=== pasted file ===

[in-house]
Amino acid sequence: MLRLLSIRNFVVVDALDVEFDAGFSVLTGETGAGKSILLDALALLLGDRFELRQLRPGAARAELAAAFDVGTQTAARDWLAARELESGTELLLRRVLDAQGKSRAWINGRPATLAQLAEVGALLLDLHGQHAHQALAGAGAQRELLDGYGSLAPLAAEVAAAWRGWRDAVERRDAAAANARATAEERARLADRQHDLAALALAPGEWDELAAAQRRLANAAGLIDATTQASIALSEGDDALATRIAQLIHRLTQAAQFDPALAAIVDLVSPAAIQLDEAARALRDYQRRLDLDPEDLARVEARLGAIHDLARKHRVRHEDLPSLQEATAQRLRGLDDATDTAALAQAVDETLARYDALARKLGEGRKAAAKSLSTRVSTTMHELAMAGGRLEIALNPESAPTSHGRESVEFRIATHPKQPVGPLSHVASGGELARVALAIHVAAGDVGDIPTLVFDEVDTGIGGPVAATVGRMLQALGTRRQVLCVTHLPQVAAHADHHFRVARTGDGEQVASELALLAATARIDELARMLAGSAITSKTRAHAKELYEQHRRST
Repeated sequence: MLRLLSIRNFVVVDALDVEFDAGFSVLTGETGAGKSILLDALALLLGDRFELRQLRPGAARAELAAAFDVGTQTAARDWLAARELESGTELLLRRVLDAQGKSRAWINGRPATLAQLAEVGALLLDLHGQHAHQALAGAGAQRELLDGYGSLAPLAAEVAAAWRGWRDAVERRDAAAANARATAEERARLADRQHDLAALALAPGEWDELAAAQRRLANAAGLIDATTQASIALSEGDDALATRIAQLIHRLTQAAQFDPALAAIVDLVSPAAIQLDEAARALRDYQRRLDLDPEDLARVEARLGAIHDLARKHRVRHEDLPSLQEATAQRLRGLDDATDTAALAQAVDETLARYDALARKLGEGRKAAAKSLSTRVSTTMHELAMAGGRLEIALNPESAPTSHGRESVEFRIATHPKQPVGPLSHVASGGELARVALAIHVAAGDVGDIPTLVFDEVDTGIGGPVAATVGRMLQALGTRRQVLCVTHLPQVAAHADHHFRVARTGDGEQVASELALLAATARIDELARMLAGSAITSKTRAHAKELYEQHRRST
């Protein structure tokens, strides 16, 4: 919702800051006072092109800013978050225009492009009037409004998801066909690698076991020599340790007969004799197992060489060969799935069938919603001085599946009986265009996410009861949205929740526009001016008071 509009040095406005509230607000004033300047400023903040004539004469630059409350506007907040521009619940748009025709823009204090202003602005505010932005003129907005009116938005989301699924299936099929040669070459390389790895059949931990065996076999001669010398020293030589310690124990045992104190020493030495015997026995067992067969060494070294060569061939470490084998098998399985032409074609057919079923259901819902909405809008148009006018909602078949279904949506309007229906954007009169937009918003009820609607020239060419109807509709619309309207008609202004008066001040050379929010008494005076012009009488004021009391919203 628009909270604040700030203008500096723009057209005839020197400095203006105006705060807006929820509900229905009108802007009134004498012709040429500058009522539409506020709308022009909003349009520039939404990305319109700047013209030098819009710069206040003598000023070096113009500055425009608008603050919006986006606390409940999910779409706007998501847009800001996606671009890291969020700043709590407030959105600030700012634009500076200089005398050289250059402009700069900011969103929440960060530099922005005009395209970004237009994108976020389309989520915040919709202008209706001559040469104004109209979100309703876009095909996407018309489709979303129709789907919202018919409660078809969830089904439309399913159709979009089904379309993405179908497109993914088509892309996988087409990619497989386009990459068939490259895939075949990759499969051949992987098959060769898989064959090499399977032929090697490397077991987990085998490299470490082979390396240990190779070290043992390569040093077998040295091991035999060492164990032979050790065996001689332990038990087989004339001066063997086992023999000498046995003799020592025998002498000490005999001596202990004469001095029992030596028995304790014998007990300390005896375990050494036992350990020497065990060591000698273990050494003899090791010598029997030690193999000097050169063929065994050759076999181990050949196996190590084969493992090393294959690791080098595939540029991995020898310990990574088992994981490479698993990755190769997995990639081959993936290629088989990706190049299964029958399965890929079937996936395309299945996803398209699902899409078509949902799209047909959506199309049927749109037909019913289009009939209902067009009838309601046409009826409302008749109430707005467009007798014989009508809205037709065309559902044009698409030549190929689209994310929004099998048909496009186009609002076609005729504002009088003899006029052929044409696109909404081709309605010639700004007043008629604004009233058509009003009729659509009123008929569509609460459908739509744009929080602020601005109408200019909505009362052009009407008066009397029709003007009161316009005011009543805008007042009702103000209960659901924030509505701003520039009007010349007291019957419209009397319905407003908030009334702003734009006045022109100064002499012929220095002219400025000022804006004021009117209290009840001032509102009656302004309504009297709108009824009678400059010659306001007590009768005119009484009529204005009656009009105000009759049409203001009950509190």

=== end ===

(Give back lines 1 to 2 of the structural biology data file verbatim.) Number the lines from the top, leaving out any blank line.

[in-house]
Amino acid sequence: MLRLLSIRNFVVVDALDVEFDAGFSVLTGETGAGKSILLDALALLLGDRFELRQLRPGAARAELAAAFDVGTQTAARDWLAARELESGTELLLRRVLDAQGKSRAWINGRPATLAQLAEVGALLLDLHGQHAHQALAGAGAQRELLDGYGSLAPLAAEVAAAWRGWRDAVERRDAAAANARATAEERARLADRQHDLAALALAPGEWDELAAAQRRLANAAGLIDATTQASIALSEGDDALATRIAQLIHRLTQAAQFDPALAAIVDLVSPAAIQLDEAARALRDYQRRLDLDPEDLARVEARLGAIHDLARKHRVRHEDLPSLQEATAQRLRGLDDATDTAALAQAVDETLARYDALARKLGEGRKAAAKSLSTRVSTTMHELAMAGGRLEIALNPESAPTSHGRESVEFRIATHPKQPVGPLSHVASGGELARVALAIHVAAGDVGDIPTLVFDEVDTGIGGPVAATVGRMLQALGTRRQVLCVTHLPQVAAHADHHFRVARTGDGEQVASELALLAATARIDELARMLAGSAITSKTRAHAKELYEQHRRST